|Toddlers||Living in the Triangle: Using the Hawkins Lens to Understand the Relationship Among Teachers, Children, and Materials||The children and teachers in the Hickory toddler class explored the interconnectedness of teacher and child relationships through their work with natural materials. As Sharee traveled one path of curriculum development and Lizzie traversed another—both complimented the children’s interests and inquiries—they soon recognized the intersecting nature of their work. David Hawkins’ essay “I, Thou, It” offered insight into the children’s motivations and illuminated the teachers’ curriculum planning path.|
|Preschool||Making Learning Visible: Children’s Experiences, Voices, and Ideas Shape the Curriculum||We will look at how the Talking and Thinking Floorbook™ approach (Warden, 1994) keeps children’s voices present and central in classroom projects. We will also explore how children shaped the curriculum in the context of a long-term project, via “messing about” with ramp building materials, theory building and testing throughout the project, and consistently revisiting their work. We will share how our team discovered a way to utilize a Floorbook™ in the classroom alongside the children and were reminded of the value of long-term project work.|
|Kindergarten||“The Map is Where We Go. The Book is What We Meant”: Using Children’s Personal Connections and Map-Making to Develop a Sense of Place and Citizenship||What began as a map study turned into so much more! Teachers and children discover together the importance of personal connections to space as they investigate and find meaningful roles within their community. Join Hannah and Travis as they share their process of supporting children in the construction of a meaning map, helping the children document and give voice to their experiences and understanding on a large canvas map, and building on their ideas of space and place in their collaborative Community Explore Book.|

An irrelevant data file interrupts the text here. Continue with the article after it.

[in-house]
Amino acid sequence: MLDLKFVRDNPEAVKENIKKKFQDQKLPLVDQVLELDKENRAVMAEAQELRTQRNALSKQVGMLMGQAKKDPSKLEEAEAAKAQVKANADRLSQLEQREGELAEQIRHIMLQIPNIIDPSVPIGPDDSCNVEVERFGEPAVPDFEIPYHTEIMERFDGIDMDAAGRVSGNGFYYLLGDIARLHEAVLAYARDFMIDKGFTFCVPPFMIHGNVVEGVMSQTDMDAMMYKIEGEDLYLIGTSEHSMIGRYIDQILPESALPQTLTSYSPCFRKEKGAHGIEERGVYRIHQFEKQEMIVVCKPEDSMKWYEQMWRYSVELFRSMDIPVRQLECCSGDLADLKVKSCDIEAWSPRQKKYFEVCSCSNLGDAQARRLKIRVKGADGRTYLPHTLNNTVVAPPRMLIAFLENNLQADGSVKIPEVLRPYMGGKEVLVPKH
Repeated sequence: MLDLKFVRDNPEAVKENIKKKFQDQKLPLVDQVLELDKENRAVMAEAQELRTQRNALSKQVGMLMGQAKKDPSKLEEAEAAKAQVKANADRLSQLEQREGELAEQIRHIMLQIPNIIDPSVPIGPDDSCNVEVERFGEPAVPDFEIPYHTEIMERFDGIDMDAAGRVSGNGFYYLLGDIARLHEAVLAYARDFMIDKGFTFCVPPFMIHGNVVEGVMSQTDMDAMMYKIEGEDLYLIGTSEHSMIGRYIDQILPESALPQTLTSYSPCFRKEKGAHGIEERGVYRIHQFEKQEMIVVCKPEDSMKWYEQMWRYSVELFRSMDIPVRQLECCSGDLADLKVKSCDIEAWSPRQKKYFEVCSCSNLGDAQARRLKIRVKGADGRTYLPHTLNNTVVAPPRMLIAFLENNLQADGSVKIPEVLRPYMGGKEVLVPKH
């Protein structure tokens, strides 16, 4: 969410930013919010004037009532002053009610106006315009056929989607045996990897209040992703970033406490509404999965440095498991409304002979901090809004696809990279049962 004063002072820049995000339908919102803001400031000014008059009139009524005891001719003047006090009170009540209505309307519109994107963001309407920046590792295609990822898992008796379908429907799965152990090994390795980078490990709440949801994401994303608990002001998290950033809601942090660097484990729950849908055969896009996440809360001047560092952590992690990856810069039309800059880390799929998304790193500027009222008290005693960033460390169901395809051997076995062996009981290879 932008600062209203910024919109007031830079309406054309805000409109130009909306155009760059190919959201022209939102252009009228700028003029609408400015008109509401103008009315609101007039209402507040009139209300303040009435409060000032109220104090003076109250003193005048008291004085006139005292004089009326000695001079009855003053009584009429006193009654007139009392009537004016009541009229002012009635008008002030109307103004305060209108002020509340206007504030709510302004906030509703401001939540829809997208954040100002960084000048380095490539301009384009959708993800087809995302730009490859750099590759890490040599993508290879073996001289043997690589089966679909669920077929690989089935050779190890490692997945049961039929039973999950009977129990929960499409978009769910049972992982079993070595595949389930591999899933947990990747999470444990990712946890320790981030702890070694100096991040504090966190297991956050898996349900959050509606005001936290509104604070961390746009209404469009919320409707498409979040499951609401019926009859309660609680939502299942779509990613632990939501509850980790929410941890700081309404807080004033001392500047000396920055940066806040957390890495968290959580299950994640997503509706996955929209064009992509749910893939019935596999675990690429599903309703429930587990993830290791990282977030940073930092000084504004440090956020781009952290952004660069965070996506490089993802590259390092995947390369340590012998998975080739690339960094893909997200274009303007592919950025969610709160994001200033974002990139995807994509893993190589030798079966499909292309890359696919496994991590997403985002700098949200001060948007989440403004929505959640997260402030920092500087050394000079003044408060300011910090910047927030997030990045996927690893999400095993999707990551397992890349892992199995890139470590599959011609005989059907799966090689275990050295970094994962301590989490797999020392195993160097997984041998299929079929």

After two years of a heavy emphasis on nature-based learning, the ELC team wanted to be sure to highlight their additional interest in exploring inquiry learning with conference participants. Last year’s keynote speaker, Dr. Lilian Katz, informed much of the ELC educator’s work this year, so teachers were anxious to share about project work, deep inquiry, and prioritizing children’s unique interests and quandaries when planning curriculum. Featured and breakout sessions were varied in topic and focus. ELI participants reported that sessions were thought-provoking, engaging, and far deeper than simply the surface of the projects that were shared. One participant said, “The excitement and deep dedication of presenters were especially beneficial to me”. One quote from the conference evaluations summed up exactly how the team at the ELC hopes people will feel about our Institute, “I love that it is small in size and scope but deep in content”.
Another Early Learning Institute has come to a close and we have much to think about as we plan for the 2018 Early Learning Institute (June 1-2, 2018). If you can’t wait until next summer to see us, join us for a study tour! Read more about our study tour program here. We hope to see you next summer!